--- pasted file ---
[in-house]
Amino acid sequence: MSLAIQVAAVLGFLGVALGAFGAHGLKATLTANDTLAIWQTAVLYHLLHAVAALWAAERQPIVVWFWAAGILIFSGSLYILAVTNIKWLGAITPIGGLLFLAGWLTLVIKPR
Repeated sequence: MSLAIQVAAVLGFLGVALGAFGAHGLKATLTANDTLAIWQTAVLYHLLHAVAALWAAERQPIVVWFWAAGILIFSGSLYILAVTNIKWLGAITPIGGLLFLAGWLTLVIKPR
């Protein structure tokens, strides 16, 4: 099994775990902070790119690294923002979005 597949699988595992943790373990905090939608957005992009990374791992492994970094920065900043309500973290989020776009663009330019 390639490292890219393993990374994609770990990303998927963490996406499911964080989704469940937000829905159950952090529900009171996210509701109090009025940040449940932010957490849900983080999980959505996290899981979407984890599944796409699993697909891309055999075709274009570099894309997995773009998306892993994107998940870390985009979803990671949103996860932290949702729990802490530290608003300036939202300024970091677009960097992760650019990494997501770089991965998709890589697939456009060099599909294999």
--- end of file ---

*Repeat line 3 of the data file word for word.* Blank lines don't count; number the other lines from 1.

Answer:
Repeated sequence: MSLAIQVAAVLGFLGVALGAFGAHGLKATLTANDTLAIWQTAVLYHLLHAVAALWAAERQPIVVWFWAAGILIFSGSLYILAVTNIKWLGAITPIGGLLFLAGWLTLVIKPR